Saudi Arabia will become “another Germany” in the renewable energy sector, converting 50 percent of the Kingdom’s energy reliance to renewables, Saudi Energy Minister Prince Abdulaziz bin Salman said on Wednesday during a speech at the fourth edition of the Future Investment Initiative (FII) summit in Saudi Arabia’s capital Riyadh.
The Kingdom’s clean energy plans will save hundreds of thousands of barrels of oil, Prince Abdulaziz added.
The Kingdom’s Vision 2030, an ambitious reform plan spearheaded by Crown Prince Mohammed bin Salman, aims to diversify Saudi Arabia’s economy away from a dependence on oil for a post-hydrocarbon age.
Part of that plan aims to develop about 60 gigawatts (GW) of renewable energy capacity in the next 10 years, including 40 GW of photovoltaic solar power, three GW of concentrated solar power and 16 GW of wind power.
“Whatever we will be doing in Saudi Arabia will be supporting [carbon] emissions reduction, the economic case for it is huge. [The Kingdom] is being looked at as a reasonable and good international citizen, because we will be delivering much more, I would argue, than many European countries in the next years,”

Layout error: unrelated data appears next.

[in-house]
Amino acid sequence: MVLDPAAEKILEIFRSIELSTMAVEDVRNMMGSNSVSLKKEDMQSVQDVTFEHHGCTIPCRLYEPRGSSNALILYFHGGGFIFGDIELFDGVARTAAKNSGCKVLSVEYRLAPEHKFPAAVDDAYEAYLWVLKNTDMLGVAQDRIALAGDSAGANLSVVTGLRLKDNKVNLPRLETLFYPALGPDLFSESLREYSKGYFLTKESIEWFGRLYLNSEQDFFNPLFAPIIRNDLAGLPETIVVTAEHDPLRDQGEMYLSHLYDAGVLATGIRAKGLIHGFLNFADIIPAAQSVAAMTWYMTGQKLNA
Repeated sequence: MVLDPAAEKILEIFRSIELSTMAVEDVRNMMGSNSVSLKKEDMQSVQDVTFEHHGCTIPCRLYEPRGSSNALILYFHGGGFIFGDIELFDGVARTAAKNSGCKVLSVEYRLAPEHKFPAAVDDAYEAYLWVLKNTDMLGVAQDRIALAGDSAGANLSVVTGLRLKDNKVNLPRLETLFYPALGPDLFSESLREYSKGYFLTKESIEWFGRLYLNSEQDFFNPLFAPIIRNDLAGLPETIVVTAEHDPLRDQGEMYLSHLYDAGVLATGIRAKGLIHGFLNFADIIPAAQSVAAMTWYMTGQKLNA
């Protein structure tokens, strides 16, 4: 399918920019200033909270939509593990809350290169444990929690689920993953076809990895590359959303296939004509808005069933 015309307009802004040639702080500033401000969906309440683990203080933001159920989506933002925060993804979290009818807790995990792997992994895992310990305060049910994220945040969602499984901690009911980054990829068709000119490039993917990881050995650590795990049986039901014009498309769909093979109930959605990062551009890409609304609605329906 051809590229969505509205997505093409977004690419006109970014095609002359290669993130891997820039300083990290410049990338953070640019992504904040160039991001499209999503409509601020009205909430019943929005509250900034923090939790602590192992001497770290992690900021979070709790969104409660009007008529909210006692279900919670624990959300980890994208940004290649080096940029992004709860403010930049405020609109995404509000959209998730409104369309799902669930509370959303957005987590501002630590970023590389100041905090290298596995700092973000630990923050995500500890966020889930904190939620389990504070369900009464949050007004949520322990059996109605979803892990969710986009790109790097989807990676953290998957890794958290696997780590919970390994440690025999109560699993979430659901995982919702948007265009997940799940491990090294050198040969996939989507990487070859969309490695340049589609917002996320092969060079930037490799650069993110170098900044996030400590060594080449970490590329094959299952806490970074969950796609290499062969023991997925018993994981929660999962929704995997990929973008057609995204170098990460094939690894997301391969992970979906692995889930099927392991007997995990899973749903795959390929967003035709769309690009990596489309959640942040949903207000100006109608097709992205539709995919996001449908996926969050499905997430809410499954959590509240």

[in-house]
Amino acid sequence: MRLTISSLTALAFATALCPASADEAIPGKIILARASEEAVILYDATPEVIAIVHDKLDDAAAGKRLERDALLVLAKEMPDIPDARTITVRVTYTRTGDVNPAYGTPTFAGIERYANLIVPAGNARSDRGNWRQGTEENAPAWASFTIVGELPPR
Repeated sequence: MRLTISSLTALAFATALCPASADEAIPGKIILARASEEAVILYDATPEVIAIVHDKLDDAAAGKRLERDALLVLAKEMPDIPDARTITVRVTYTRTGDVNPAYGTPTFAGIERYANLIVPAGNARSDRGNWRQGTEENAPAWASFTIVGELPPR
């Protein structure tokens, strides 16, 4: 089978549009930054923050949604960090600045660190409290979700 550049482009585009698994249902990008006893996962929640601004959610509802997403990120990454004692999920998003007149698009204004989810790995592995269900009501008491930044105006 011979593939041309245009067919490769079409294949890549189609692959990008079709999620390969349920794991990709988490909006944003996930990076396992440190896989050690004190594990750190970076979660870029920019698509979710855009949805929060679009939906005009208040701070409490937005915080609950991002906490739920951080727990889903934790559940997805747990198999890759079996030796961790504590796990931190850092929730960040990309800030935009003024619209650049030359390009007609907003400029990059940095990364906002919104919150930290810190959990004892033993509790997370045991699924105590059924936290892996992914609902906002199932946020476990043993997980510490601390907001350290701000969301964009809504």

The minister added that Saudi Arabia would create more hydrocarbon uses and recycle its emissions, and it will be pioneering in blue hydrogen and green hydrogen.
Hydrogen, long used as rocket fuel, is mainly used in oil refining and to produce ammonia for fertilizers. Today it is mostly extracted from natural gas or coal, called grey hydrogen, in processes that emit 830 million tonnes a year of carbon dioxide, according to the International Energy Agency.
The holy grail is to extract hydrogen from water using electrolysis powered by renewable energy, “green hydrogen”, for under $1.50 per kilogram, to make it competitive with coal, oil and gas.
Hydrogen produced from natural gas and which eliminates emissions by capturing and storing the emitted carbon is called blue hydrogen.
- With Reuters